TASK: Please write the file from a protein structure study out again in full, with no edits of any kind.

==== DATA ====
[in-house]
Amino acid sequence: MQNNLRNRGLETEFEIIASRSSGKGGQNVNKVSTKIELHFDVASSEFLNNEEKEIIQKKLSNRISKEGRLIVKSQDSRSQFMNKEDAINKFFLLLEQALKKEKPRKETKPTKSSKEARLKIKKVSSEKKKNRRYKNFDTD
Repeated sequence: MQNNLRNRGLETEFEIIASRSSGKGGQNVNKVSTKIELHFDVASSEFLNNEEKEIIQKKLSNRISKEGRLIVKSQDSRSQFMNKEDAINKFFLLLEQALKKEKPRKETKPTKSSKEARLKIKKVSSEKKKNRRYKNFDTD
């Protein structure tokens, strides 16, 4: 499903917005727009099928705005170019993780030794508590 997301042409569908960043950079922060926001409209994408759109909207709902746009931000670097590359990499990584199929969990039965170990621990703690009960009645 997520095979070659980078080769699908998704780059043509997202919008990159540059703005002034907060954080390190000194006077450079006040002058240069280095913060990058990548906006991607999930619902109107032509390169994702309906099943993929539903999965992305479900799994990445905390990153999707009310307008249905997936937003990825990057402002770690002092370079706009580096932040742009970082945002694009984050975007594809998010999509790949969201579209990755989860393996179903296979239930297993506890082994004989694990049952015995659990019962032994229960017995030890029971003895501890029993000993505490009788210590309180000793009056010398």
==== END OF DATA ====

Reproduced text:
[in-house]
Amino acid sequence: MQNNLRNRGLETEFEIIASRSSGKGGQNVNKVSTKIELHFDVASSEFLNNEEKEIIQKKLSNRISKEGRLIVKSQDSRSQFMNKEDAINKFFLLLEQALKKEKPRKETKPTKSSKEARLKIKKVSSEKKKNRRYKNFDTD
Repeated sequence: MQNNLRNRGLETEFEIIASRSSGKGGQNVNKVSTKIELHFDVASSEFLNNEEKEIIQKKLSNRISKEGRLIVKSQDSRSQFMNKEDAINKFFLLLEQALKKEKPRKETKPTKSSKEARLKIKKVSSEKKKNRRYKNFDTD
């Protein structure tokens, strides 16, 4: 499903917005727009099928705005170019993780030794508590 997301042409569908960043950079922060926001409209994408759109909207709902746009931000670097590359990499990584199929969990039965170990621990703690009960009645 997520095979070659980078080769699908998704780059043509997202919008990159540059703005002034907060954080390190000194006077450079006040002058240069280095913060990058990548906006991607999930619902109107032509390169994702309906099943993929539903999965992305479900799994990445905390990153999707009310307008249905997936937003990825990057402002770690002092370079706009580096932040742009970082945002694009984050975007594809998010999509790949969201579209990755989860393996179903296979239930297993506890082994004989694990049952015995659990019962032994229960017995030890029971003895501890029993000993505490009788210590309180000793009056010398």